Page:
With the launch of a call center product, Twilio is breaking all three of the guidelines above, at least to some extent. That doesn’t mean the move is bad – companies often adapt as they grow. Now that Twilio is a $400 million public company, it needs to keep finding growth areas, and that may require re-inventing itself. (A more pessimistic view is that the short-sighted pressures of public company investors are forcing it to divert from what’s been a successful strategy.)
What’s the Impact?
In a blog post last month (The Hidden Power Structure of Cloud Call Center Vendors) we asked: “Will Twilio use its unique position to give its in-house call center an advantage over all the other cloud call centers running on its platform?”. I guess we’re about to learn the answer to that question.
The companies who built their call center on Twilio’s platform, are likely at the edge of their seat right now: Talkdesk, NewVoiceMedia and Serenova. (There may be others as well.) Those three are all significant players in the cloud space, so this is not a trivial issue.
The chart is based on research from Ovum (sponsored by our good friends at Genesys). You can grab it here,.
There’s Lots of Room
Keep in mind, that this is not a zero-sum situation. There is still a huge opportunity ahead for cloud call center. Although we are already a decade into the migration away from on-premise, growth rates are still impressive: 23.6% according to Markets and Markets. That same report predicts an increase from $5.43 billion in 2016 to $15.67 billion by 2020.
Finding The Balance
The motivation to move “up the application stack” is no mystery: the higher you go, the more value you capture and the larger your revenue-per-deployment. Furthermore, moving up makes your product less of a commodity. The question is, can Twilio find a balance between moving upwards, and not alienating developers?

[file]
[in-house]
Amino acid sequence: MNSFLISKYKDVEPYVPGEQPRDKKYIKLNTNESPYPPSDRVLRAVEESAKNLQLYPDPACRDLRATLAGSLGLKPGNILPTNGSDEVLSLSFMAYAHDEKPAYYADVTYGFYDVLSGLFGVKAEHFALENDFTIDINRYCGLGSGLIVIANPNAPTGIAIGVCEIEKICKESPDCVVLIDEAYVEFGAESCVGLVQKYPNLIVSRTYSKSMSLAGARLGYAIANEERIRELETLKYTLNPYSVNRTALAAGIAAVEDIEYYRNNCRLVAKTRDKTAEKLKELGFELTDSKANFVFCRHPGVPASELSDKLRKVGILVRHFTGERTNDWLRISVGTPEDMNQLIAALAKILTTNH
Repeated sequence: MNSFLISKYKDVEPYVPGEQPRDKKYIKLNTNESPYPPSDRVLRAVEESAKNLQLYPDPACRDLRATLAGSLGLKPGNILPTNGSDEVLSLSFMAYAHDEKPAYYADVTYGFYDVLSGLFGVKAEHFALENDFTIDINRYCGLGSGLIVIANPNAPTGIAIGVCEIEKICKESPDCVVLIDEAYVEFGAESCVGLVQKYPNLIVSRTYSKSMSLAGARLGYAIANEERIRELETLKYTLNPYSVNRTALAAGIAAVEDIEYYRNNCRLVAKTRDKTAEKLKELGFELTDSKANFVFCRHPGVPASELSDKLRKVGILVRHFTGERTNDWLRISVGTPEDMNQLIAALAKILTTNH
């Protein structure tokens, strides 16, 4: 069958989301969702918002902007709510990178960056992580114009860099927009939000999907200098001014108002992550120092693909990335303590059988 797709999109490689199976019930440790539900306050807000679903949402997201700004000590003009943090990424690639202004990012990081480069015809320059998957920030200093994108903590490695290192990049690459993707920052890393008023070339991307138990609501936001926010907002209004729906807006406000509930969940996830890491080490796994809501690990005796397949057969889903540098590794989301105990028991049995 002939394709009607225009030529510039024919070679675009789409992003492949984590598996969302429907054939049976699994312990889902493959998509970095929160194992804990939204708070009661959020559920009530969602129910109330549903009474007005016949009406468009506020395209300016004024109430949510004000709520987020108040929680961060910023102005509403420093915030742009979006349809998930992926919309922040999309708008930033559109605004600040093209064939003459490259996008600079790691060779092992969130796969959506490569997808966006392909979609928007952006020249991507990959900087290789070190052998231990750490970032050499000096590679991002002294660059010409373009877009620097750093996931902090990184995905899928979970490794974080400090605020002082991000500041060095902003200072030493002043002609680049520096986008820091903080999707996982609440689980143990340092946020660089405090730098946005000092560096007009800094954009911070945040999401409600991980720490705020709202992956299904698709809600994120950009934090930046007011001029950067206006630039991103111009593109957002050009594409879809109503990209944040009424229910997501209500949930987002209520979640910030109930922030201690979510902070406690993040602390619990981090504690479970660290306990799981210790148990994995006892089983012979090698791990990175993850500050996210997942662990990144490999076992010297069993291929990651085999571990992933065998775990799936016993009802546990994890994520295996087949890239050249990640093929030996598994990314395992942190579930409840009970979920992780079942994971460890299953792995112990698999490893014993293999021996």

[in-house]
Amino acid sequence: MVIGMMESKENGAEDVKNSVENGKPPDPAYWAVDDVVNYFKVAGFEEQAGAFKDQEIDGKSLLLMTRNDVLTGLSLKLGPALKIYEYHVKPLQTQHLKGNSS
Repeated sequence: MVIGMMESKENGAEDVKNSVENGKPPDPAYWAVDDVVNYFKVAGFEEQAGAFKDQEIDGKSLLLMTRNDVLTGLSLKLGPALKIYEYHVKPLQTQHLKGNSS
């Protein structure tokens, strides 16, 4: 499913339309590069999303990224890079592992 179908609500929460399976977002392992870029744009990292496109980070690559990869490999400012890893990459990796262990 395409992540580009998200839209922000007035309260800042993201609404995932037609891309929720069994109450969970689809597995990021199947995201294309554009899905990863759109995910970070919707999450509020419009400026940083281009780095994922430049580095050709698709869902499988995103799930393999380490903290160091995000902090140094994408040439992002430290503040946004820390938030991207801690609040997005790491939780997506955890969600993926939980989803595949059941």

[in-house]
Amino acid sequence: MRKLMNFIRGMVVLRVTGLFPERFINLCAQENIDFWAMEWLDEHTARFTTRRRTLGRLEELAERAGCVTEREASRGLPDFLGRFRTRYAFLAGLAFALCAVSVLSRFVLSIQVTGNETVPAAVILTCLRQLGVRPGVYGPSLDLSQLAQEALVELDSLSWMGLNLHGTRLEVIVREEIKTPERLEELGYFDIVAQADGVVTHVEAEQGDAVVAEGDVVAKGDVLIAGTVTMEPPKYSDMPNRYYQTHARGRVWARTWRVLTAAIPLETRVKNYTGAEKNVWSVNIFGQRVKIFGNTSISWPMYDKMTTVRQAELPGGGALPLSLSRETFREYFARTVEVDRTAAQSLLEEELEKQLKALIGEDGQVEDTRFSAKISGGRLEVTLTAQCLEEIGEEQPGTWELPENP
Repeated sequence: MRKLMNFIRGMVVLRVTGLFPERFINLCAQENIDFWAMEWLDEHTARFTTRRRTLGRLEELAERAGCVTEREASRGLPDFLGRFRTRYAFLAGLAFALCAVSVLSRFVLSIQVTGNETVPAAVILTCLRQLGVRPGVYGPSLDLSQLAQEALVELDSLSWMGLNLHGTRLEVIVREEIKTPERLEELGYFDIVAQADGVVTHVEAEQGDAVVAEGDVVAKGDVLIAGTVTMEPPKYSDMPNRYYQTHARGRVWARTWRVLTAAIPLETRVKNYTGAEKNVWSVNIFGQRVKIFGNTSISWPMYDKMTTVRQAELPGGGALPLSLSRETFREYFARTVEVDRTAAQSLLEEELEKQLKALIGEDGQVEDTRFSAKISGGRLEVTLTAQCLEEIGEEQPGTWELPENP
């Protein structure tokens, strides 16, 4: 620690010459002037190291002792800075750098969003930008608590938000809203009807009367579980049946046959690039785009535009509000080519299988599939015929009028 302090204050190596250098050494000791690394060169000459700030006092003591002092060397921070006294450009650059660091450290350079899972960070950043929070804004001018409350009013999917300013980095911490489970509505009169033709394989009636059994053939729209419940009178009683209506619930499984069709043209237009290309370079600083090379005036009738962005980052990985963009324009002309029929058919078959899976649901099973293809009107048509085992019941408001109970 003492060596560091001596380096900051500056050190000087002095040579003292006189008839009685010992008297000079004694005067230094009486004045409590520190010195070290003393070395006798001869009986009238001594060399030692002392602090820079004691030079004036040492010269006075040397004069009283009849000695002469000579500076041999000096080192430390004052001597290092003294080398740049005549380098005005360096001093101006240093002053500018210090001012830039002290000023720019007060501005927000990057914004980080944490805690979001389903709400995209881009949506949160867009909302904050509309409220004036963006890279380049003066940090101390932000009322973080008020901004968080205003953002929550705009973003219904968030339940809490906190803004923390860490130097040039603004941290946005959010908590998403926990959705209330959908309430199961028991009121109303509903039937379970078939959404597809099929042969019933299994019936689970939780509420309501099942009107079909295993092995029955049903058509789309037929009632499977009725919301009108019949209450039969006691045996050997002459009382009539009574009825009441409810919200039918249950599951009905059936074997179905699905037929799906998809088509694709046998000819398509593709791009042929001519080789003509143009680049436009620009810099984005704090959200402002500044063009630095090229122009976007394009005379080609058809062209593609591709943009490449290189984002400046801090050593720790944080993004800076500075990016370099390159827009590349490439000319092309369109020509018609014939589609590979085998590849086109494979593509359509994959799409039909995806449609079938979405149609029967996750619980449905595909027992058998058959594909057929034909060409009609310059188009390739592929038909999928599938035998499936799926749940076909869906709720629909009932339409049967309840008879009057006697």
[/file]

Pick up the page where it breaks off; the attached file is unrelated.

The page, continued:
According to this story in TechCrunch, an internal memo shows that the company is indeed concerned about the impression that it is competing with its own customers. Their defense, according to the story, is that Twilio Flex will “…put an emphasis on the developer experience… offering basic building blocks to power the communications experience, single sign-on and integration points… it’ll take some extra integration work on the side of the customer to make it work.”
The language used there is carefully chosen. Twilio already has “building blocks” for call centers; that’s exactly what Talkdesk and the others are using! And Twilio has already used it’s own building blocks to deploy large call centers. For example, ING used Twilio to replace a legacy Avaya call center. So what’s different here?
What to Watch For
What, exactly will Flex be? A self-serve, ready-out-of-the-box product? Or attaching a brand name to an existing professional services team? (i.e. productizing what they did for ING.) If it’s more the latter, the impact may not be that great.
If you want to boil it down to a single question, it’s this: “Will Twilio announce a per-agent-per-month price?” That question doesn’t capture every nuance, but I think it’s an important fork in the road. Right now, all the call center components that are available from Twilio are priced individually and “per authentication” or “per task”. That makes it difficult to compare shop against the other cloud call center providers. If we see a per-agent-per-month price then “it’s on”.
One thing is for sure: Twilio’s keynote at the Enterprise Connect conference just moved to the top of the “most anticipated” list.